Submitted by A.Gates on
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My name is Emmanuel Tope Oluwabusola, a senior research fellow at the Marine Biodiscovery Centre (MBC), University of Aberdeen. I am a marine natural product chemist. This is my first time at sea, and it has been a significant adventure for me. My current project is centred on assessing the value of marine biodiversity with a focus on discovering novel bioactive metabolites from marine extreme microorganisms and little-known invertebrates from the Porcupine Abyssal Plain (PAP), hydrothermal vents and Clarion-Clipperton Zone (CCZ), with the potential to treat a range of human diseases.

For the past eight years, I have worked with sediment samples and invertebrates from the marine environment, but I haven’t had the chance to observe how these samples are collected and processed at sea. Luckily, I was invited to join this RRS James Cook cruise to the Porcupine Abyssal Plain Sustained Observatory, thanks to the Lord Jesus Christ. My work is part of the DEEPEND project with the National Oceanography Centre and the Natural History Museum.

Scientist at sea
Emmanuel enjoying calm weather at PAP-SO

In my first two days at sea, I felt seasick, which I was forewarned of but took with a pinch of salt. Aside from that, it was a great opportunity to meet other scientists onboard the ship and learn more about their research projects. Also, I enjoyed every bit of the deep-sea sediment coring, even cleaning the muddy Megacore tubes while looking out at the sea horizon.

When the trawl catches come onboard, I will assist in the collection of megabenthos, sorting, weighing, documenting, and preservation of specimens. I now have a clear understanding of the efforts put into sample collection and preservation. It is essential for researchers to have this experience, as it enable us to cherish and appreciate those who collect them on our behalf. So much effort is put into this, that I cannot emphasise it enough.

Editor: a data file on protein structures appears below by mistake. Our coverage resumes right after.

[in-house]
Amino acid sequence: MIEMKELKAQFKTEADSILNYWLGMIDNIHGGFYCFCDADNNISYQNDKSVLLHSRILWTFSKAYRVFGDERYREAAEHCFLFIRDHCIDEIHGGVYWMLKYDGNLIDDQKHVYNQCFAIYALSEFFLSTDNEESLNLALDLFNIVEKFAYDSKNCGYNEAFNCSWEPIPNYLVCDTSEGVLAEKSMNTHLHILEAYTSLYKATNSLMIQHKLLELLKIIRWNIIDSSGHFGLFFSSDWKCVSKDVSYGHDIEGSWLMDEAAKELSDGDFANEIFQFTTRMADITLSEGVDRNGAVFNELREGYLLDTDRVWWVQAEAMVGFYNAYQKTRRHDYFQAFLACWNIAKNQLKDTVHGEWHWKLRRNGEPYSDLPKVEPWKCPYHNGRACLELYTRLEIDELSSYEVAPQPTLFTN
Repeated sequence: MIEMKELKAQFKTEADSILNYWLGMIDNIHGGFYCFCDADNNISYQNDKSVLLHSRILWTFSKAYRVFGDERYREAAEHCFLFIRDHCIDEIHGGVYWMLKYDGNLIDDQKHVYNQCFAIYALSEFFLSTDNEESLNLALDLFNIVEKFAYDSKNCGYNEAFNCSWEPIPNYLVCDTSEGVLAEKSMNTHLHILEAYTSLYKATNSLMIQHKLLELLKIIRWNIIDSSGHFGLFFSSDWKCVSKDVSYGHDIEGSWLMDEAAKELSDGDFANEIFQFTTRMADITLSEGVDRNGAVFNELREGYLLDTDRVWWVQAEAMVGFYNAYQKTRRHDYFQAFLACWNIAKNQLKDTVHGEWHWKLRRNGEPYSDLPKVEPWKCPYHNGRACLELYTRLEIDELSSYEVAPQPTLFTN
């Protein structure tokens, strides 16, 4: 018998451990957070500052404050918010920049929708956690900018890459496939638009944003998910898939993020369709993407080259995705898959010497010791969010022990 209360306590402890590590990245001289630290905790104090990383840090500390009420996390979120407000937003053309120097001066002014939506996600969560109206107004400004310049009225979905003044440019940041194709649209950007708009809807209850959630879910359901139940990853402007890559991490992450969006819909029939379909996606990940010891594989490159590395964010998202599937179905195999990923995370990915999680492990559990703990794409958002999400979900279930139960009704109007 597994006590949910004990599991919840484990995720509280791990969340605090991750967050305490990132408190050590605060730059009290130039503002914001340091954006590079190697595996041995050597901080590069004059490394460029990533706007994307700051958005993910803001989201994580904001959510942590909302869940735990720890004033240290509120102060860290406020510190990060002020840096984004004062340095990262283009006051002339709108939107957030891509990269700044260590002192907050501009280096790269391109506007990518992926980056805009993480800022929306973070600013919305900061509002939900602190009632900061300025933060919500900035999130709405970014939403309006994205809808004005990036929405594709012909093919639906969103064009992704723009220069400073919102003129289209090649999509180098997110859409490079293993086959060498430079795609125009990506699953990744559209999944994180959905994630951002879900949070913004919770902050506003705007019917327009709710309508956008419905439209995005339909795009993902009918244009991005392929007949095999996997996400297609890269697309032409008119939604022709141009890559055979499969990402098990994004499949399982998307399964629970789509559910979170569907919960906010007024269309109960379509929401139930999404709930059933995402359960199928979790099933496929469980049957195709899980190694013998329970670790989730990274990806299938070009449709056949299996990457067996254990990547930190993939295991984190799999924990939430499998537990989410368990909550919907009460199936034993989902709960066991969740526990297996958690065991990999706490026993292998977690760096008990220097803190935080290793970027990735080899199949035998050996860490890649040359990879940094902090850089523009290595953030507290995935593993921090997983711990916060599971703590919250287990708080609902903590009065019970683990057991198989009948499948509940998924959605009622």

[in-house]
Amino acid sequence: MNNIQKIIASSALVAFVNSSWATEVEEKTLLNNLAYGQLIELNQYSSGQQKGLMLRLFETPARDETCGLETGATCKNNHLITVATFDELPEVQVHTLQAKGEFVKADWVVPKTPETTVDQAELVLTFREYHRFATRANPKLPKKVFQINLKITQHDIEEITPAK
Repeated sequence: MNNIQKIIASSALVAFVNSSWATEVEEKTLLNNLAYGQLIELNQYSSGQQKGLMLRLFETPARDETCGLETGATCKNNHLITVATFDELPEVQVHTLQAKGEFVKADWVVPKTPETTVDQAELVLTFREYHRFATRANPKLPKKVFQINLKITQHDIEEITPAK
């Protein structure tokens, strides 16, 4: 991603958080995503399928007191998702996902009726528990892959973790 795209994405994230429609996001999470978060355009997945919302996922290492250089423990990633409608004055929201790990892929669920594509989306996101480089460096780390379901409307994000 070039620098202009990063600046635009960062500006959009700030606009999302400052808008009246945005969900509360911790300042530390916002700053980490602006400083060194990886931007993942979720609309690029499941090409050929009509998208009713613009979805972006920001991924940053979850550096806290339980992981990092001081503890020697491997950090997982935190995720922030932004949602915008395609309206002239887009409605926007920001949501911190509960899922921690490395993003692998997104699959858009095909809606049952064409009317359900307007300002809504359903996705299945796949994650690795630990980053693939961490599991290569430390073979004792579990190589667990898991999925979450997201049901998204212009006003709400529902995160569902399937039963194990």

One interesting thing I came across were all the barnacles on the PAP1 buoy. They are notorious ‘foulers’ of ships and equipment left in the sea. I found this fascinating research-wise and decided to collect some of them. The barnacles have built a prosperous community on the under surface of buoy, that had been deployed for a year. The buoy is used to gather scientific data about ocean variables, including ocean temperature, nutrient content, salinity, dissolved gases, and other particulate matter.

Dr Andrew Gates, the Principal Scientist of this cruise, was quite fascinated that someone could be interested in barnacles and be so keen to know what chemistry could be discovered from them. Hence, I have a year to investigate their potential therapeutic values before the next cruise to the PAP-SO.

Scientist inspecting barnacles under a large ocean buoy
Barnacles on the underside of the PAP-1 buoy

I have also met some amazing people onboard the RRS James Cook: Captain John and his crew, Paula the Pursuer, Head Chef, Daz and his hotel team, the technical teams both in-charge of the ship’s computing systems and sensors and the deployment and recovery of our various samplers and instruments, and my fellow scientists.

I want to say a big thank you to Andrew and Brian for their support throughout the research expedition. To my Benthic teammates, good job! Especially Georgina and Emma - thank you for guiding us through the collection processes and ensuring we are all stay safe onboard.

Cheerful scientists and ship's crew after a busy night shift
The benthic team and crew celebrate a successful night of coring